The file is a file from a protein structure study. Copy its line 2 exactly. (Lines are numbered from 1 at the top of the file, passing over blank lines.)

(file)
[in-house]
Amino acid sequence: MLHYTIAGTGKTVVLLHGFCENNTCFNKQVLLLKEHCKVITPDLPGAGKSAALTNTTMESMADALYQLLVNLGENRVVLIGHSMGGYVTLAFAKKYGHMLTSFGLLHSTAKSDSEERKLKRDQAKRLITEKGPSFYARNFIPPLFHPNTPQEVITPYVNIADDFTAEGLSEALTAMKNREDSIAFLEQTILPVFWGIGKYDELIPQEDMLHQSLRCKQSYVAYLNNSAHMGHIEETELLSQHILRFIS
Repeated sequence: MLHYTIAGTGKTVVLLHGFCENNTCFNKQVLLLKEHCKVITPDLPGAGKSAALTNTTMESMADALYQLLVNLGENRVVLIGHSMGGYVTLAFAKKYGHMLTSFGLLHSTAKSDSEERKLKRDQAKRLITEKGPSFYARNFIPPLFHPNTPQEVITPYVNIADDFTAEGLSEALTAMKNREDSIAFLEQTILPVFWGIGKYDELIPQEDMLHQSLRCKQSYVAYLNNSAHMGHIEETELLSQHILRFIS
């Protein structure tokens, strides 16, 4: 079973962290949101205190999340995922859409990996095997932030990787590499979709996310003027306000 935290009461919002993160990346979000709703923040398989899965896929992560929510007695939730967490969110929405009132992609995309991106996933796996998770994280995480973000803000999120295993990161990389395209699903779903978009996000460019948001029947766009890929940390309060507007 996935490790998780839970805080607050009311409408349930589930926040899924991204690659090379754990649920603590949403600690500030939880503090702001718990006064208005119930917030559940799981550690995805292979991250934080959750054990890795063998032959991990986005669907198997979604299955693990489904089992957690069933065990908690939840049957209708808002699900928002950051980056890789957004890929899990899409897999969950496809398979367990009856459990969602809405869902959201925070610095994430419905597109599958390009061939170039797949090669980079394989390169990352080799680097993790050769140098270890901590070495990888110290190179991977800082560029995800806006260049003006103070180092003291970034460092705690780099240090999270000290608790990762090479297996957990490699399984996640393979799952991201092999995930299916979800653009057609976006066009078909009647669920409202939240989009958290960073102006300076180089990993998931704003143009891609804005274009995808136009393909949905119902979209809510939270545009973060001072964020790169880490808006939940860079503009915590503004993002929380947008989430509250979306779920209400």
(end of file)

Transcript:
Amino acid sequence: MLHYTIAGTGKTVVLLHGFCENNTCFNKQVLLLKEHCKVITPDLPGAGKSAALTNTTMESMADALYQLLVNLGENRVVLIGHSMGGYVTLAFAKKYGHMLTSFGLLHSTAKSDSEERKLKRDQAKRLITEKGPSFYARNFIPPLFHPNTPQEVITPYVNIADDFTAEGLSEALTAMKNREDSIAFLEQTILPVFWGIGKYDELIPQEDMLHQSLRCKQSYVAYLNNSAHMGHIEETELLSQHILRFIS